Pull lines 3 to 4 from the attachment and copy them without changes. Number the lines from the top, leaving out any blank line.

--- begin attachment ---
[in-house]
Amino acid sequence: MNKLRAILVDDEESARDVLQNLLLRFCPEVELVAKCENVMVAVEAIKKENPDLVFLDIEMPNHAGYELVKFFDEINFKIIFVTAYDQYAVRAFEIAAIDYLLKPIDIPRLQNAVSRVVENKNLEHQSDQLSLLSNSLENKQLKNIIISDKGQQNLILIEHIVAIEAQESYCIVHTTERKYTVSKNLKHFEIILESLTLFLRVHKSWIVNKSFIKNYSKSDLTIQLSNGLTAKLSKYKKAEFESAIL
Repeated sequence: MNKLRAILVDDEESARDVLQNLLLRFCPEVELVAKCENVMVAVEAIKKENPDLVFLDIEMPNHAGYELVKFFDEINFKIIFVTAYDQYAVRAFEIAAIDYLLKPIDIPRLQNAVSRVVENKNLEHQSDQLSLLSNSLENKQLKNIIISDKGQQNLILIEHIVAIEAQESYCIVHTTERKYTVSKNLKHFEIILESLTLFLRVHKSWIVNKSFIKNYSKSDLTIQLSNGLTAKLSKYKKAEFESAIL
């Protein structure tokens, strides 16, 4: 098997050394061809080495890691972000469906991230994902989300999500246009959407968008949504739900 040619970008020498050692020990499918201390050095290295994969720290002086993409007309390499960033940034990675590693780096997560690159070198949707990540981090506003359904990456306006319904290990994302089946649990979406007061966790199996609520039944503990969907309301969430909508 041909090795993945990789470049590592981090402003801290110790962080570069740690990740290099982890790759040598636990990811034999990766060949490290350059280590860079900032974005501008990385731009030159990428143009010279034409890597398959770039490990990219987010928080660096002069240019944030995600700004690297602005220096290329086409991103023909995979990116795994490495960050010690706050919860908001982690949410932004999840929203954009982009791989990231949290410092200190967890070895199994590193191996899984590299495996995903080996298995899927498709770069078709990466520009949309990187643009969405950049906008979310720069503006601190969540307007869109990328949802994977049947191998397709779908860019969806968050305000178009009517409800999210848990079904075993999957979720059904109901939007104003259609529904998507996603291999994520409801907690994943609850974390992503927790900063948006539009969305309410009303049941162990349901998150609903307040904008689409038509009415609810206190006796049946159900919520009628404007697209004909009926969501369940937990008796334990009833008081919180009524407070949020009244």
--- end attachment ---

Repeated sequence: MNKLRAILVDDEESARDVLQNLLLRFCPEVELVAKCENVMVAVEAIKKENPDLVFLDIEMPNHAGYELVKFFDEINFKIIFVTAYDQYAVRAFEIAAIDYLLKPIDIPRLQNAVSRVVENKNLEHQSDQLSLLSNSLENKQLKNIIISDKGQQNLILIEHIVAIEAQESYCIVHTTERKYTVSKNLKHFEIILESLTLFLRVHKSWIVNKSFIKNYSKSDLTIQLSNGLTAKLSKYKKAEFESAIL
């Protein structure tokens, strides 16, 4: 098997050394061809080495890691972000469906991230994902989300999500246009959407968008949504739900 040619970008020498050692020990499918201390050095290295994969720290002086993409007309390499960033940034990675590693780096997560690159070198949707990540981090506003359904990456306006319904290990994302089946649990979406007061966790199996609520039944503990969907309301969430909508 041909090795993945990789470049590592981090402003801290110790962080570069740690990740290099982890790759040598636990990811034999990766060949490290350059280590860079900032974005501008990385731009030159990428143009010279034409890597398959770039490990990219987010928080660096002069240019944030995600700004690297602005220096290329086409991103023909995979990116795994490495960050010690706050919860908001982690949410932004999840929203954009982009791989990231949290410092200190967890070895199994590193191996899984590299495996995903080996298995899927498709770069078709990466520009949309990187643009969405950049906008979310720069503006601190969540307007869109990328949802994977049947191998397709779908860019969806968050305000178009009517409800999210848990079904075993999957979720059904109901939007104003259609529904998507996603291999994520409801907690994943609850974390992503927790900063948006539009969305309410009303049941162990349901998150609903307040904008689409038509009415609810206190006796049946159900919520009628404007697209004909009926969501369940937990008796334990009833008081919180009524407070949020009244």